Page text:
Short selling was once legal, thanks to Rule 10a-1, way before the creation of the Securities and Exchange Commission (SEC). Traders could profit from declining prices by selling a stock they did not own or borrowed. But following the stock market crash and Great Depression of the late 1920s and 1930s, the US government started their investigation on the role of short selling. At that time, many suspected bear raids for being partly responsible for the market’s downfall.

The US Congress studied short selling, among other major issues, before enacting the Securities and Exchange Act but made no judgments on its permissibility. Upon creating the federal agency, they instead authorized SEC to regulate short sales in order to avoid abusive practice.

The first thing SEC did was to make short selling legal by adopting Rule 10a-1 in 1937. Also called uptick rule, market participants were allowed to legally sell short sales of stock only if it happened on a price uptick from the previous sale, but short sales on down ticks were prohibited, with some narrow exceptions. The said rule also permitted short selling when the market was moving up, increasing liquidity and acting as a check on upside price swings.

Amid new legal and advantages of short selling, many policymakers, regulators, and the general public remained suspicious of this act. They found the ability to profit from the losses of others in a bear market unfair and unethical to many individuals.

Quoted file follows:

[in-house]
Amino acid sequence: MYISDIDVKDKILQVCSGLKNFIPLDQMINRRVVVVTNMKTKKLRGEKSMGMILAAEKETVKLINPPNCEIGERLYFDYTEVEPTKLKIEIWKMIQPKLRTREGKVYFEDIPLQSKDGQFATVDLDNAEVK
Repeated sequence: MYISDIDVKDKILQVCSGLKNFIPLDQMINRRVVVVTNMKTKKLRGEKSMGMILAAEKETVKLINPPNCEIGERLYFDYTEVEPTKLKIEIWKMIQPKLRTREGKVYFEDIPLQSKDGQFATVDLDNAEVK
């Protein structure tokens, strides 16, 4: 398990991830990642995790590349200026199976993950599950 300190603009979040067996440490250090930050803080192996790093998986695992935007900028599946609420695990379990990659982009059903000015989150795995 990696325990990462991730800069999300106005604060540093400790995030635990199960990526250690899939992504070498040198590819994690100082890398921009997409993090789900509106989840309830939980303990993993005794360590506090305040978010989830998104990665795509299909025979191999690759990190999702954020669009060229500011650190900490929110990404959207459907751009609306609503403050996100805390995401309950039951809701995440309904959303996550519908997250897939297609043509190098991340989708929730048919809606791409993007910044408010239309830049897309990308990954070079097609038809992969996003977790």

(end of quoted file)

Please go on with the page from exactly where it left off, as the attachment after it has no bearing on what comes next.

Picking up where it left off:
In 1963, the US Congress ordered the SEC to evaluate the effect of short selling on subsequent price trends, which revealed the ratio of short sales to total stock market volume escalated in a declining market. In 1976, a public investigation into short selling was launched, seeking to test the outcome if Rule 10a-1 was revised or removed. In 1980, SEC withdrew its proposals because stock exchanges and market advocates disagreed with the proposed changes, leaving the uptick rule in place.

But the SEC eventually eliminated the uptick rule in 2007 after years-long of study, concluding the regulation did little to rein abusive behavior and it had the potential to limit market liquidity. Many other academic studies about the effectiveness of short selling bans also determined banning the practice did not moderate market dynamics. One year after, stock market decline and recession happened. Many pressed for greater restriction on short selling including constraining the uptick rule.

As of present, the SEC executed an alternative uptick rule, which is not applicable to all securities and is only triggered by a 10% or higher price drop from the previous close. Although the agency granted short selling legal status in the 20th century and stretched its franchise in the earlier part of the 21st century, some short selling practices were still legally questionable. For instance, in a naked short sale, the seller must find shares to sell in order to avoid selling shares that have not been affirmatively determined to exist. In the United States, broker-dealers are mandated to give reasonable grounds for their belief shares can be borrowed so these can be delivered on time before allowing such sale. Executing a naked short imposes the risk they will not be able to deliver those shares to whomever the receiving party in the short sale. Another forbidden activity is to sell short and then not giving the shares at the time of settlement, aiming to push down an asset’s price.